Raising capital is the lifeblood of public companies but sometimes the practice can be bad for shareholders, like today’s news from DraftKings ( (DKNG) - Get Draftkings, Inc. (DKNG) Report).

The online sports betting company announced Wednesday that it will offer 32 million new shares, half of which will come from insiders. The shares will be priced at $52.

The sale is a red flag for shareholders. Insiders are bailing.

DraftKings has big plans to move sports betting and other games of chance online. It’s an important digital transformation story that could not have come at a better time. With many casinos still shuttered, online betting is being given a golden opportunity to gain market share.

The Boston, Mass.-based firm is the product of an April three-way merger with U.K-based SB Tech, a sports betting technology company, and Diamond Eagle Acquisition Corp. The combination mixes strengths in online fantasy sports community, finance and best-in-class digital wagering technology. It’s also the only publicly traded, vertically integrated sports betting company in the United States.

That’s important because legalized sports betting is sweeping across the United States as cash-strapped states seek new tax and licensing fees opportunities.

Since a New Jersey supreme court ruling in 2018, 21 states have made gambling on sports legal, according to an ESPN report. An additional 26 states are on track to do the same. At this point, only Idaho, Wisconsin and Utah are on the outside looking in.

The appeal for states is fees from a pot of money that could be huge.

David Katz, an analyst at Jefferies, says the total addressable market for legal sports betting in the United States is currently $13 billion. A DraftKings investor presentation from last December claimed the market might be as large as $21 billion, if all of the states come online through the next two years.

DraftKing’s advantage is tech. SB Tech’s bet engine, risk management tools and algorithms are robust enough to accommodate a barrage of non-standard, in-game bets. Patrons will be able to wager on live, play-by-play outcomes. It means a lot more betting in a country that is the hotbed of professional and college sports.

For example, in New Jersey, the first state to move aggressively toward iGaming, DraftKings has been able to achieve 30% market share, and $75 million annual sales. With the backend SB Tech now in-house, margins are expected to climb a lot.

Unfortunately there is no way to know by exactly how much, yet. Previously managers said the company should do $700 million in 2020 revenues. However when the company reported second quarter results in August, revues were only $71 million.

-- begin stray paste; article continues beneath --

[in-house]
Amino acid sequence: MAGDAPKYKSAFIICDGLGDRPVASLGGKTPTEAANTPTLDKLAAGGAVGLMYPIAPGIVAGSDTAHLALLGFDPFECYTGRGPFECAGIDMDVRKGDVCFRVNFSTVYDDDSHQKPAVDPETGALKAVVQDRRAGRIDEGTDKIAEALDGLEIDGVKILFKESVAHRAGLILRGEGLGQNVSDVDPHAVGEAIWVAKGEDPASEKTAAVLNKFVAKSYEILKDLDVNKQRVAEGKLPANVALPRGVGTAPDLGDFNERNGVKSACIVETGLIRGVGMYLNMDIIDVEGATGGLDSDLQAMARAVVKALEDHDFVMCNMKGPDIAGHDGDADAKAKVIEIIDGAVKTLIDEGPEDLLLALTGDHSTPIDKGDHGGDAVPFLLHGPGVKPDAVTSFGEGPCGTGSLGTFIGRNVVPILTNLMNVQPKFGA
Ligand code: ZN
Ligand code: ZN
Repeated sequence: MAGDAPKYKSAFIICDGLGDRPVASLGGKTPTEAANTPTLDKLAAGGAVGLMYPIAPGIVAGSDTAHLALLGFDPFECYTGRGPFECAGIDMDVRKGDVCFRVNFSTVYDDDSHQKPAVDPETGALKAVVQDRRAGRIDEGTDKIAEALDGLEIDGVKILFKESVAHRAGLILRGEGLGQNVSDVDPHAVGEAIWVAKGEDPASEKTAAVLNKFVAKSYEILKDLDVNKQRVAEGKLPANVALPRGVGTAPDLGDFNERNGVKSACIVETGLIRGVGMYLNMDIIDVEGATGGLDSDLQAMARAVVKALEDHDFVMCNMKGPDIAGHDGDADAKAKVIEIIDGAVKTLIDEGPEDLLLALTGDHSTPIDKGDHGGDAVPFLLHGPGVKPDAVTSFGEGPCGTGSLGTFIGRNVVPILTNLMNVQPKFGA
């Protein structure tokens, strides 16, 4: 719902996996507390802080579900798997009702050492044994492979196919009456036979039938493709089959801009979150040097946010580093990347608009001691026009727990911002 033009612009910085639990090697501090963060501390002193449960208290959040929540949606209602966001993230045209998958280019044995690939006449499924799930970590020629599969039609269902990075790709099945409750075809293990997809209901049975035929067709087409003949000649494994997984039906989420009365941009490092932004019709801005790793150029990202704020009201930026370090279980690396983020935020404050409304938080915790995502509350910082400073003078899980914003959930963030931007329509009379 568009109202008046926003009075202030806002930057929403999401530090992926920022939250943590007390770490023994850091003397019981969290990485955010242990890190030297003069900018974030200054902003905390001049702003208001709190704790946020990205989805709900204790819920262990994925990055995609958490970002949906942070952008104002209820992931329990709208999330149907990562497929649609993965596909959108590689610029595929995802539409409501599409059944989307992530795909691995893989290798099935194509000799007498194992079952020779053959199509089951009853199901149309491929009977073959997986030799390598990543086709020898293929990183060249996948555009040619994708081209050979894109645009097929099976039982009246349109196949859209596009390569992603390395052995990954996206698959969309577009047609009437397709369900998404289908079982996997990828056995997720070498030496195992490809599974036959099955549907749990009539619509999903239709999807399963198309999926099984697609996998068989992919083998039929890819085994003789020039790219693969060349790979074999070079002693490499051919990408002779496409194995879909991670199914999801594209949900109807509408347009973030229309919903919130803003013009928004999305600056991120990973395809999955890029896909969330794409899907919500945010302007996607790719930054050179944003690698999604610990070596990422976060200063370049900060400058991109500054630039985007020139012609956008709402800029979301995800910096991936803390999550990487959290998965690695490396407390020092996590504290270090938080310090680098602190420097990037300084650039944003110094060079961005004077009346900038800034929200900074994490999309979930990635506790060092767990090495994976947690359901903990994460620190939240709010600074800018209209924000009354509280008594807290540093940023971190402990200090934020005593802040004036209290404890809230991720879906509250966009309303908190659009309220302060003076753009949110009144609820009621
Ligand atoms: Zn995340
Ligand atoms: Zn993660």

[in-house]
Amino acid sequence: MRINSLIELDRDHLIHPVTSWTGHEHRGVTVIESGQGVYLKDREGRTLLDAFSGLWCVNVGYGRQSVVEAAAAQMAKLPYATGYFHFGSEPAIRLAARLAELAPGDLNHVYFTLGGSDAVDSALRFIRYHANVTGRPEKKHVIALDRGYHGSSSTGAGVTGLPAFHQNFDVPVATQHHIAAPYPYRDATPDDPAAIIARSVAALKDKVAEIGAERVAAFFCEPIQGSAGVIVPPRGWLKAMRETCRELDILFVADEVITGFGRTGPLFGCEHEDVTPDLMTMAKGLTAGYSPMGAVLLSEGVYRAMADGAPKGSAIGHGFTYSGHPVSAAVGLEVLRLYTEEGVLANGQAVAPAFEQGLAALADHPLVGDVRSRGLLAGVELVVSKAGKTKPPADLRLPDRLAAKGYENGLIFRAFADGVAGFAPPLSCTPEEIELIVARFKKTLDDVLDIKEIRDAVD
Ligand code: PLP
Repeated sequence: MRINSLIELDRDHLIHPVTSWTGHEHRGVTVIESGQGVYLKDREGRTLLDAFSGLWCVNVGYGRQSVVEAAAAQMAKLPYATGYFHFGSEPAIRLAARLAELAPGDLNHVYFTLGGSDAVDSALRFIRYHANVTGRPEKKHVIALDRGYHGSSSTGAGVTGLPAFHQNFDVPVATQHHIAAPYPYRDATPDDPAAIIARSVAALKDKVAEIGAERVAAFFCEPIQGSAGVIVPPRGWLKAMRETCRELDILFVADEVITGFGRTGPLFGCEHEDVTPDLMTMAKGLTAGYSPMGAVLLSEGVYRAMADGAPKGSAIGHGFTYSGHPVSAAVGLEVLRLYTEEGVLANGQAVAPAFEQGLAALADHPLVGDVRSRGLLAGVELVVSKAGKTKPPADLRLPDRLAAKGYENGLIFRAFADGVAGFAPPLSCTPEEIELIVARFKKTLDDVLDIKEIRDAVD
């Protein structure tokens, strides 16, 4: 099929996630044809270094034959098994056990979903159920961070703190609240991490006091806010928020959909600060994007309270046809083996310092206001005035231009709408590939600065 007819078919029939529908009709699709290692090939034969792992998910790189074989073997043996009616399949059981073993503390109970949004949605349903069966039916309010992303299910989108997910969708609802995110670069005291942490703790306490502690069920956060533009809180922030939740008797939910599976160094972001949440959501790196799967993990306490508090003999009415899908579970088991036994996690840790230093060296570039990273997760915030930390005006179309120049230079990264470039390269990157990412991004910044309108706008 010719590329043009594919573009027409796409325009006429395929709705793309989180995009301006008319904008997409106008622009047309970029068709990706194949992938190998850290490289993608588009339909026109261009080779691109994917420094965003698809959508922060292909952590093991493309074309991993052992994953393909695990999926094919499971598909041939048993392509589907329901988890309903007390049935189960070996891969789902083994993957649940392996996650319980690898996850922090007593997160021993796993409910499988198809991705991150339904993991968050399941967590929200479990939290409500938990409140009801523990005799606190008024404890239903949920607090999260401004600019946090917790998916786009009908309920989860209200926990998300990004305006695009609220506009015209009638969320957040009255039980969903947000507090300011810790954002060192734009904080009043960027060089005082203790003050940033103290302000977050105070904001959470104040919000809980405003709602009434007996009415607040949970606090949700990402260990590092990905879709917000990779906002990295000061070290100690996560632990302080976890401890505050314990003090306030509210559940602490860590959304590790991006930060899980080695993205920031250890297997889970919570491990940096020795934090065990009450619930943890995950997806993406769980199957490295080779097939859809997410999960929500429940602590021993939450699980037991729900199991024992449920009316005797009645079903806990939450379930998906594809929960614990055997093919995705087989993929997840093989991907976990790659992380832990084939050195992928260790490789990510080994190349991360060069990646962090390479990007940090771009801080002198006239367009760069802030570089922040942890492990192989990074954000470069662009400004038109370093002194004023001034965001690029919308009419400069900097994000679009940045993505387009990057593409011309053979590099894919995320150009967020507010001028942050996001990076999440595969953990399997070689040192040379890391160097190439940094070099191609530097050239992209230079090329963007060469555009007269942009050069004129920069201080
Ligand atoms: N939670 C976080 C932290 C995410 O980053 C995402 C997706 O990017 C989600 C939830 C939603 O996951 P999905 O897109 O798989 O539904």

In fairness, that number was hurt by the shuttering of many professional sports leagues during the height of the COVID-19 crisis. And while DraftKings did fill some of the void with eSports -- a deal with Electronic Arts ( (EA) - Get Electronic Arts Inc. Report), the publisher of the Madden NFL video game franchise, showed live simulations 6 times every day -- managers admit those events were mostly about keeping patrons engaged.

Despite weaker than expected financial results this year, investment firms have been universally upbeat on the prospects for DraftKings.

In an Oct. 1 note to clients, a Needham analyst said the online sports betting total addressable market could be between $42 billion and $58 billion annually, over the long term. In raising his price target to $70, the analyst noted DraftKings has a strong technology lead over competitors.

The problem is shares are up 450% in 2020. The market capitalization is now $22 billion, 61.5x sales. And with no earnings to speak of, the stock is not cheap by any metric.

This might explain why insiders are selling.

According to the filing with the Securities and Exchange Commission, half of the proposed 32 million share offering will come from insiders. Keep in mind these early investors are cashing-in despite the bright prospects for online betting, and the likely tax implications of realizing their profits.

I strongly favor digital transformation investment themes and DraftKings is well positioned. However, the stock is over-loved and overhyped at this point. Take a cue for insiders, ring the cash register.

Shares are likely headed to the middle $40s from its current perch in the mid-$50s.